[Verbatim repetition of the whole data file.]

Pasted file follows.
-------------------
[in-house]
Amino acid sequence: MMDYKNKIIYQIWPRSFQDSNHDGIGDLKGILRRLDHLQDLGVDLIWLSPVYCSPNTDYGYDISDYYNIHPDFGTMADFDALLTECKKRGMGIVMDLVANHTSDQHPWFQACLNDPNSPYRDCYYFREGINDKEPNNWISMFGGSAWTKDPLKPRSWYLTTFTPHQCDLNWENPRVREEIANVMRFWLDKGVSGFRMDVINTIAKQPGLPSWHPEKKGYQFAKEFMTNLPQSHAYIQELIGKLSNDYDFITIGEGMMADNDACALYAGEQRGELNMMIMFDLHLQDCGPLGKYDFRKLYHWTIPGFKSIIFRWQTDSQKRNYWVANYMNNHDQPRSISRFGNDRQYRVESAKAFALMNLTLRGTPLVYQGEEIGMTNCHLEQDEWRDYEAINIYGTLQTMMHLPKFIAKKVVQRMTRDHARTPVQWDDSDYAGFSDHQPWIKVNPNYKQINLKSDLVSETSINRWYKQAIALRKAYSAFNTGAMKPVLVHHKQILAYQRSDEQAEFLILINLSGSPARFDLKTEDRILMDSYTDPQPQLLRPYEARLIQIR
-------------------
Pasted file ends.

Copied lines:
[in-house]
Amino acid sequence: MMDYKNKIIYQIWPRSFQDSNHDGIGDLKGILRRLDHLQDLGVDLIWLSPVYCSPNTDYGYDISDYYNIHPDFGTMADFDALLTECKKRGMGIVMDLVANHTSDQHPWFQACLNDPNSPYRDCYYFREGINDKEPNNWISMFGGSAWTKDPLKPRSWYLTTFTPHQCDLNWENPRVREEIANVMRFWLDKGVSGFRMDVINTIAKQPGLPSWHPEKKGYQFAKEFMTNLPQSHAYIQELIGKLSNDYDFITIGEGMMADNDACALYAGEQRGELNMMIMFDLHLQDCGPLGKYDFRKLYHWTIPGFKSIIFRWQTDSQKRNYWVANYMNNHDQPRSISRFGNDRQYRVESAKAFALMNLTLRGTPLVYQGEEIGMTNCHLEQDEWRDYEAINIYGTLQTMMHLPKFIAKKVVQRMTRDHARTPVQWDDSDYAGFSDHQPWIKVNPNYKQINLKSDLVSETSINRWYKQAIALRKAYSAFNTGAMKPVLVHHKQILAYQRSDEQAEFLILINLSGSPARFDLKTEDRILMDSYTDPQPQLLRPYEARLIQIR